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Publication numberUS7046566 B1
Publication typeGrant
Application numberUS 11/005,996
Publication dateMay 16, 2006
Filing dateDec 6, 2004
Priority dateDec 6, 2004
Fee statusPaid
Publication number005996, 11005996, US 7046566 B1, US 7046566B1, US-B1-7046566, US7046566 B1, US7046566B1
InventorsKok Heng Choe, Edwin Yew Fatt Kok, Kar Keng Chua
Original AssigneeAltera Corporation
Export CitationBiBTeX, EndNote, RefMan
External Links: USPTO, USPTO Assignment, Espacenet
Voltage-based timing control of memory bit lines
US 7046566 B1
Abstract
Circuitry and methods are provided for controlling memory operation by comparing bit line voltages to preset reference voltages. By relying on bit line voltage levels to determine when to start and end each stage of a read or write operation, reliance on precisely tuned delay chains is removed. Parasitic effects are automatically accounted for, as well as process, voltage, and temperature variations. This precise matching of operation timing to memory bit line conditions results in improved system performance.
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Claims(20)
1. A method of controlling at least one line of a memory, said method comprising:
detecting a voltage of said at least one memory line;
comparing said detected voltage to a reference voltage; and
driving said at least one memory line to a voltage level based on a result of said comparing.
2. The method of claim 1 further comprising selecting said reference voltage from among a plurality of reference voltages.
3. The method of claim 1 wherein said driving comprises precharging said at least one memory line.
4. The method of claim 1 further comprising receiving a control signal.
5. The method of claim 4 wherein said control signal comprises a memory read command signal.
6. The method of claim 5 wherein said driving comprises activating sense amplification circuitry.
7. The method of claim 4 wherein said control signal comprises a memory write command signal.
8. The method of claim 7 wherein said voltage level is indicative of a logical value to be written to said memory.
9. Circuitry for controlling at least one line of a memory, said circuitry comprising:
comparator circuitry for comparing a detected voltage of said at least one memory line to a voltage reference;
driver circuitry for driving said at least one memory line to at least one voltage level; and
logic operative to receive an input signal from said comparator circuitry and to generate an output signal to control said driver circuitry.
10. The circuitry of claim 9 further comprising a multiplexer for selecting said voltage reference from among a plurality of voltage references.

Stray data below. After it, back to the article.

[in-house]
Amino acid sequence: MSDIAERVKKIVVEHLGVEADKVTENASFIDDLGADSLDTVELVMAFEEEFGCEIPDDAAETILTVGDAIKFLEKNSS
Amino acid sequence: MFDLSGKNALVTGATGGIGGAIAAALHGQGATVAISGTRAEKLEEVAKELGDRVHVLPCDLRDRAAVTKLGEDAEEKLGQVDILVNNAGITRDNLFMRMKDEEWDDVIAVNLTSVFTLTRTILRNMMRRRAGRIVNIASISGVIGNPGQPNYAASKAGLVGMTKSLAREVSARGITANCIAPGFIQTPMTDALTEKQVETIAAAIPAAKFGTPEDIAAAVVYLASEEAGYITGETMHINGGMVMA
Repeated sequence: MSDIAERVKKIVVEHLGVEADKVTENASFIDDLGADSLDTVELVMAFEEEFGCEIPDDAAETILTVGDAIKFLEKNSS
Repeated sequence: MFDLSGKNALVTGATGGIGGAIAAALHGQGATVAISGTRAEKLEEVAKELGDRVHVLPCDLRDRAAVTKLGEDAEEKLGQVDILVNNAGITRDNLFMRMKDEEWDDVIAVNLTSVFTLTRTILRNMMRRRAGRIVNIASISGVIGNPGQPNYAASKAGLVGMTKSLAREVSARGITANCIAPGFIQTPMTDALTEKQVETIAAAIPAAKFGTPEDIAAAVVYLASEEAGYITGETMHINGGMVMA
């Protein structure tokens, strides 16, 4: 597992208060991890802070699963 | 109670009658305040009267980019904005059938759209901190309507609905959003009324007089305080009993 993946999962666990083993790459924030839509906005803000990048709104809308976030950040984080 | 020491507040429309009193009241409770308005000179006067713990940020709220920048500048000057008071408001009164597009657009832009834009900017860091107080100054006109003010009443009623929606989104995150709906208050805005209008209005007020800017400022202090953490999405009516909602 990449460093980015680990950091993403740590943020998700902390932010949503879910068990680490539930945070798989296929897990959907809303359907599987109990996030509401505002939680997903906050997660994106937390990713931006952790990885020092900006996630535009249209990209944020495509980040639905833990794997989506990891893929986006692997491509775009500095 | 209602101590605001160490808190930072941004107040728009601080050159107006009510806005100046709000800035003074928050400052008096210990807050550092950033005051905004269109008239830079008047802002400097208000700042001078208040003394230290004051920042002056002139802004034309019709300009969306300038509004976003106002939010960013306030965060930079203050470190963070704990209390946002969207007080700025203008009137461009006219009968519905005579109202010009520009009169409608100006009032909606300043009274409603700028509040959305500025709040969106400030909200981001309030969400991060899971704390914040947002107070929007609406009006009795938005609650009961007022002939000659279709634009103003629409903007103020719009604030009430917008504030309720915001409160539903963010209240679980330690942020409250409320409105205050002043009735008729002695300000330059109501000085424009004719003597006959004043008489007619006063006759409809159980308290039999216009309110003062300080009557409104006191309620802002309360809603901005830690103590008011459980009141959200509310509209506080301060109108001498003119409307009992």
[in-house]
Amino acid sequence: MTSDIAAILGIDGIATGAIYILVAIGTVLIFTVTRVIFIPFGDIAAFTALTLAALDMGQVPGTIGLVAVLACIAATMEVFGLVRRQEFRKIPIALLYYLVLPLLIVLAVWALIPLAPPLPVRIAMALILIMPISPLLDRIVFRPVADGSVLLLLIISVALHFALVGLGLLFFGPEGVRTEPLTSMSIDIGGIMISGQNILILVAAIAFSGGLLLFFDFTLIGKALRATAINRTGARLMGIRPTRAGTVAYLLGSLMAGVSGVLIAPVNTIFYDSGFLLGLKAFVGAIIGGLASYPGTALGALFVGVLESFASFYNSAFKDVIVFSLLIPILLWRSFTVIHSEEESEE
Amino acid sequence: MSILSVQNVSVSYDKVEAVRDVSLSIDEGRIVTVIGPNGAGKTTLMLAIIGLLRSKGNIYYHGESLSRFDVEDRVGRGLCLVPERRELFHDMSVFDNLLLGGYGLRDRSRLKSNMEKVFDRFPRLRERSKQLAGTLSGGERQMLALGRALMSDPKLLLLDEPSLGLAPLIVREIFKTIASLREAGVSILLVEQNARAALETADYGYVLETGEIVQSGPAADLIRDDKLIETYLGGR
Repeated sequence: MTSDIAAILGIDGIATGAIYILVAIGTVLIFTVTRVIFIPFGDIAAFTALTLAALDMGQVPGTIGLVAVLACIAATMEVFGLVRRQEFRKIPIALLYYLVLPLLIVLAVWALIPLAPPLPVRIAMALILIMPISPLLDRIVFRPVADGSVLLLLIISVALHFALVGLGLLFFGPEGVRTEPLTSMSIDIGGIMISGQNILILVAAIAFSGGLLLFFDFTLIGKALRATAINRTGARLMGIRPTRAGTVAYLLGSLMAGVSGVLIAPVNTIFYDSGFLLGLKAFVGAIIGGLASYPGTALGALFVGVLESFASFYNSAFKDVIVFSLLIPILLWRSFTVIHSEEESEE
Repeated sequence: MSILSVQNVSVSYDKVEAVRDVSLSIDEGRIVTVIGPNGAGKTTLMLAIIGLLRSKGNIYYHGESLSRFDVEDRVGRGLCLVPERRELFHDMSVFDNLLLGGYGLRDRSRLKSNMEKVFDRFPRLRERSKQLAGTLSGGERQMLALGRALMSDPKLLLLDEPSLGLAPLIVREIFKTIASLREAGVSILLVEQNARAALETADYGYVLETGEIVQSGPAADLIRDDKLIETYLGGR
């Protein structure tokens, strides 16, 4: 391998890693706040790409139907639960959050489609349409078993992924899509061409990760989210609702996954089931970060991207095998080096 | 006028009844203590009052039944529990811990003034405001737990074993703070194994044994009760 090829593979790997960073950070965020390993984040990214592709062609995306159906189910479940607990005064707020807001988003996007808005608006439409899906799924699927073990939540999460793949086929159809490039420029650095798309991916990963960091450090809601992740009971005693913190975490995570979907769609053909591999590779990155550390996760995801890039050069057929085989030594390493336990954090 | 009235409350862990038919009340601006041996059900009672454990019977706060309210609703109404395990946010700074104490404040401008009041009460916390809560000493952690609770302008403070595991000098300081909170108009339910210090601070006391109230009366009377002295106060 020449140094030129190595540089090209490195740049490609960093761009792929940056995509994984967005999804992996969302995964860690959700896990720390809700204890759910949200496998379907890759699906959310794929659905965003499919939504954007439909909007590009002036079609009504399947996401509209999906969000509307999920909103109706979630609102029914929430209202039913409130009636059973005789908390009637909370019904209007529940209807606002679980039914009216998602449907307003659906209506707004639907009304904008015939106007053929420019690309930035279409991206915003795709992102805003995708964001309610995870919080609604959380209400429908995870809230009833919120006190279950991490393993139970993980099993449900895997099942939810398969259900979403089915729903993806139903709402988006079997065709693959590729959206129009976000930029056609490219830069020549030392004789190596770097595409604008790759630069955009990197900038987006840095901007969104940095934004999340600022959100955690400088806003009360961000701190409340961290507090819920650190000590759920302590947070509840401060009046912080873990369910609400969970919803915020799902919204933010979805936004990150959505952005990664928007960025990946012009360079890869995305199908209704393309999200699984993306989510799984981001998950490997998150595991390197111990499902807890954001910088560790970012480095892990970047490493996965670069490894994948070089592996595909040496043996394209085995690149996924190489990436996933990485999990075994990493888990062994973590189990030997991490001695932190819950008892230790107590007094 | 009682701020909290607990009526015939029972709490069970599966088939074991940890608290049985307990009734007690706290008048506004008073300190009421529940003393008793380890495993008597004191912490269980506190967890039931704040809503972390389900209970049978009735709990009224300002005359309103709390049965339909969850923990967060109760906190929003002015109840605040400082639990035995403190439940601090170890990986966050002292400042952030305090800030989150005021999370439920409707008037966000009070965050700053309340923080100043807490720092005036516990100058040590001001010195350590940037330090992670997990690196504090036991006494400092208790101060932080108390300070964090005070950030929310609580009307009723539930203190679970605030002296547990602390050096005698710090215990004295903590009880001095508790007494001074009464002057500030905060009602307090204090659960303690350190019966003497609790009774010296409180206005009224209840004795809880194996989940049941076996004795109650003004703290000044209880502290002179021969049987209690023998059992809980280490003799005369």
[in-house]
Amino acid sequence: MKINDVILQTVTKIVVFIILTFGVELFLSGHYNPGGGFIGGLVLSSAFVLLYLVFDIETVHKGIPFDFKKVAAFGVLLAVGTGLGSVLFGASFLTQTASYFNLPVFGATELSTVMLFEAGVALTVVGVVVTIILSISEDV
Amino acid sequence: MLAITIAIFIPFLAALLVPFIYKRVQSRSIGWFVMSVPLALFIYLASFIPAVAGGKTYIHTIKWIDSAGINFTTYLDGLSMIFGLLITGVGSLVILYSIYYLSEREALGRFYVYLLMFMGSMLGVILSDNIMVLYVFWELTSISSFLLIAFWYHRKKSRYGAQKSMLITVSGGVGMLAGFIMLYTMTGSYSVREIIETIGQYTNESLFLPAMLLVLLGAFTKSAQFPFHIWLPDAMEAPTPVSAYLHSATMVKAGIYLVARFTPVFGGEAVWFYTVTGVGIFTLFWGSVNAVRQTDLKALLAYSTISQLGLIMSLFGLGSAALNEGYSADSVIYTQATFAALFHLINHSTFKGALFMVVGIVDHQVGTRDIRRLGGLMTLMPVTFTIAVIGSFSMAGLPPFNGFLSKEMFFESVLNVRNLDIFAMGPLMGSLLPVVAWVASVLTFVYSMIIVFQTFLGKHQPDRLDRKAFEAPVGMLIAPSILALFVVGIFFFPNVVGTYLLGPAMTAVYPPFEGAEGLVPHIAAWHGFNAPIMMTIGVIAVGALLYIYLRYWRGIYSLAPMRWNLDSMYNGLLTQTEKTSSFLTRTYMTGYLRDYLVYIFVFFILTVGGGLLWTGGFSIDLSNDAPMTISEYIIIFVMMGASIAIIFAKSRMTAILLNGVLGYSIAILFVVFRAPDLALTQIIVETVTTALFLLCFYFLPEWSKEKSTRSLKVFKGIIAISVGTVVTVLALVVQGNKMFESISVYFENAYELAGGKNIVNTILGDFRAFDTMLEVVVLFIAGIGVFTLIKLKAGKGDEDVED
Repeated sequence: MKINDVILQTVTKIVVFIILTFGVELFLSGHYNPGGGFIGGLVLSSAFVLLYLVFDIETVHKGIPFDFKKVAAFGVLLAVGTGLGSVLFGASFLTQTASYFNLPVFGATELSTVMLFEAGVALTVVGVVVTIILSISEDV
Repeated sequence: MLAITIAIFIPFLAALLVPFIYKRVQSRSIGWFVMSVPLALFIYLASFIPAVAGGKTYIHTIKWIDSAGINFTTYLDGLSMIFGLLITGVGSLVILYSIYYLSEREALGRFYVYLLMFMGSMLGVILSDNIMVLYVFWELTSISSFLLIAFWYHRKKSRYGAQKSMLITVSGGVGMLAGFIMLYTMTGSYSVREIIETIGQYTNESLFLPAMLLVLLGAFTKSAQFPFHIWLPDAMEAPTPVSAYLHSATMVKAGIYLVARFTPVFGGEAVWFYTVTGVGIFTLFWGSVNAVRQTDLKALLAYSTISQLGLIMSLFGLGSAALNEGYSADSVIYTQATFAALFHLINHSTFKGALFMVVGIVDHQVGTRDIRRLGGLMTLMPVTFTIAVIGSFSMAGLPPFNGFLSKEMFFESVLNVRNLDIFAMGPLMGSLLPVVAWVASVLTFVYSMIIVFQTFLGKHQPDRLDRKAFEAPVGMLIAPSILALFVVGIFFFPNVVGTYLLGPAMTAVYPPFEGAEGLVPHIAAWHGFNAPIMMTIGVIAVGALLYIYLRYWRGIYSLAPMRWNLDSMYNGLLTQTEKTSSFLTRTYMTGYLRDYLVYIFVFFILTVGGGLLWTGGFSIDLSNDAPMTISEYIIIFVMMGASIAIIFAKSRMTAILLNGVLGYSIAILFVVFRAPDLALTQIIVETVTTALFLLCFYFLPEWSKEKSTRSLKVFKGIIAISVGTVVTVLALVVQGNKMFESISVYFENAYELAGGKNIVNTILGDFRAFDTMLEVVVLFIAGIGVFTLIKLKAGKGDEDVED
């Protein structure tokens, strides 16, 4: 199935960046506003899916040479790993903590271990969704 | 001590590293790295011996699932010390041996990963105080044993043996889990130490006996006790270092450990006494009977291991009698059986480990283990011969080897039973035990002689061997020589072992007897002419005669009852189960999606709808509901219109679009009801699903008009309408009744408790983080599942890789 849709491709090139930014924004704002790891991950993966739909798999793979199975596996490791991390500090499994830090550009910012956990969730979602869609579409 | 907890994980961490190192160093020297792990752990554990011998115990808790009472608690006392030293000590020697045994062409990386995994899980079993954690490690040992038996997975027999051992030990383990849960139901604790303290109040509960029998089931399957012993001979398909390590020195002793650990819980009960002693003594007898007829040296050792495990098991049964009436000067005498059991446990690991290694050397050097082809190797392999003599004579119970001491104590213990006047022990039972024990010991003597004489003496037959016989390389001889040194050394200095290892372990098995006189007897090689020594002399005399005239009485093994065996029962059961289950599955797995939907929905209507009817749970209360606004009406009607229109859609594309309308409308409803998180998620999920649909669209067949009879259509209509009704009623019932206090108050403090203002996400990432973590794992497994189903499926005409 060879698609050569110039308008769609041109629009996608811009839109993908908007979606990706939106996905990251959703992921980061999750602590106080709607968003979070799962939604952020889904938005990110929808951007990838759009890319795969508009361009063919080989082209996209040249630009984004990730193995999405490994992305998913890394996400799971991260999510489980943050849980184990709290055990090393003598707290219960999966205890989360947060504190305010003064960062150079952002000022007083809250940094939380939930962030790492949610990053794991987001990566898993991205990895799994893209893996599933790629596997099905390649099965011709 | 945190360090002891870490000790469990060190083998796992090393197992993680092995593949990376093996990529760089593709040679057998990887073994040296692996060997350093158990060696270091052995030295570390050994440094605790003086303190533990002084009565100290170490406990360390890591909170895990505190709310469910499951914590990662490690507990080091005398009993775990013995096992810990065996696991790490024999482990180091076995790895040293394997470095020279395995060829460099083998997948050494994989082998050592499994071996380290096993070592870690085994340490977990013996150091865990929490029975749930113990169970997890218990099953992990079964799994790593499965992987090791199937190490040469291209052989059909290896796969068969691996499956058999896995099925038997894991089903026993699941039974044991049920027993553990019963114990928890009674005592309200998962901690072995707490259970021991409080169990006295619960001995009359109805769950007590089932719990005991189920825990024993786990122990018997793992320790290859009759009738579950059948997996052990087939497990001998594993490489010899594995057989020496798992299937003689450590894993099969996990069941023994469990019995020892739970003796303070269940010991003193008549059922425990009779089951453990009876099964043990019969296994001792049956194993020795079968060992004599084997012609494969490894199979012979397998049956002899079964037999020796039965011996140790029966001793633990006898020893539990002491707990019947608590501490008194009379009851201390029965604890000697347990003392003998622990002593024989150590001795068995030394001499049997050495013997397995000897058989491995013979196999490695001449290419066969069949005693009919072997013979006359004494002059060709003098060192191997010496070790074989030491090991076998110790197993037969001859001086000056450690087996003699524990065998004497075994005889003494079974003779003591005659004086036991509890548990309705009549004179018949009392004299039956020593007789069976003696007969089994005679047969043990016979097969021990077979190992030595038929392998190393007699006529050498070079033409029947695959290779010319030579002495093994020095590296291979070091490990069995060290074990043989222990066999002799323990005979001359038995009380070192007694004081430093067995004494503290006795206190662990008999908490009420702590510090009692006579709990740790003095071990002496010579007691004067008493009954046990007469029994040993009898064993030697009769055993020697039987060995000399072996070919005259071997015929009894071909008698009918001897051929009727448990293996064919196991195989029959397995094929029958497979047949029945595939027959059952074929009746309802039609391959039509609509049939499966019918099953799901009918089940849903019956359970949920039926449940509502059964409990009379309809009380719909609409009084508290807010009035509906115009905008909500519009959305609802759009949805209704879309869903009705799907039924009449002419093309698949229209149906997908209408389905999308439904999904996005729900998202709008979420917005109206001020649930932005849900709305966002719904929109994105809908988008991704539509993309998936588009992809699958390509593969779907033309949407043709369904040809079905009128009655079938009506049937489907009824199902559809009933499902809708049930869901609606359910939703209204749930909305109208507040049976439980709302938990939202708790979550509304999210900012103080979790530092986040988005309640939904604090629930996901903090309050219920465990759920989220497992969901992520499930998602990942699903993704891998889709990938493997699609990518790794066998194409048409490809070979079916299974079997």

11. The circuitry of claim 10 wherein said multiplexer is controlled by said logic.
12. The circuitry of claim 9 further comprising read/write command circuitry coupled to said logic.
13. The circuitry of claim 9 wherein said driver circuitry comprises:
write driver circuitry;
sense amplification circuitry; and
precharge circuitry.
14. A memory comprising the circuitry of claim 9.
15. A data processing system comprising:
the memory of claim 14;
a processor coupled to said memory; and
input/output devices coupled to said processor.
16. A method for controlling at least one line of a memory, said method comprising:
examining said at least one memory line to determine a first voltage;
comparing said first voltage to a first threshold;
driving said at least one memory line in order to obtain a second voltage different from said first voltage; and
selecting a second threshold.
17. The method of claim 16, further comprising comparing said second voltage to said second threshold.
18. The method of claim 16 wherein said examining comprises measuring the voltage on said at least one memory line.
19. The method of claim 16 wherein:
said at least one memory line comprises two memory lines; and
said examining comprises measuring a voltage difference between said two memory lines.
20. The method of claim 19 wherein said at least one memory line is operative to transfer data to and from a cell of said memory.
Description
BACKGROUND OF THE INVENTION

The control of memory bit lines, which are used to transfer data into and out of memory cells, is subject to precise timing constraints. For instance, a typical memory read operation includes driving bit lines by connecting them to the corresponding memory cells, amplifying the bit line voltages (e.g., with a sense amplifier), and precharging the bit lines in preparation for subsequent operations. Each of these stages must be triggered in sequence. If a particular stage is initiated too soon (e.g., the precharge stage is commenced before sense amplification has completed), data could be corrupted.

A typical memory write operation has similar constraints. The operation often includes writing new data to bit lines using write drivers, connecting the bit lines to the corresponding memory cells, and precharging the bit lines in preparation for subsequent operations. As with read operations, the stages of a memory write must be triggered in the correct sequence. Beginning one stage before the previous stage has completed may result in data corruption and reduction of overall system integrity.

Delay chains are often used to enforce the timing sequences described above. These chains are usually tuned to a representative group of bit lines, and are designed to introduce appropriate amounts of delay for that group. Unfortunately, timing conditions often vary across different areas of a chip, due to process, voltage, and temperature (“PVT”) variation. In addition, parasitic and process effects such as coupling, length of diffusion (“LOD”) stress, and lateral diffusion make reliable timing control even more difficult.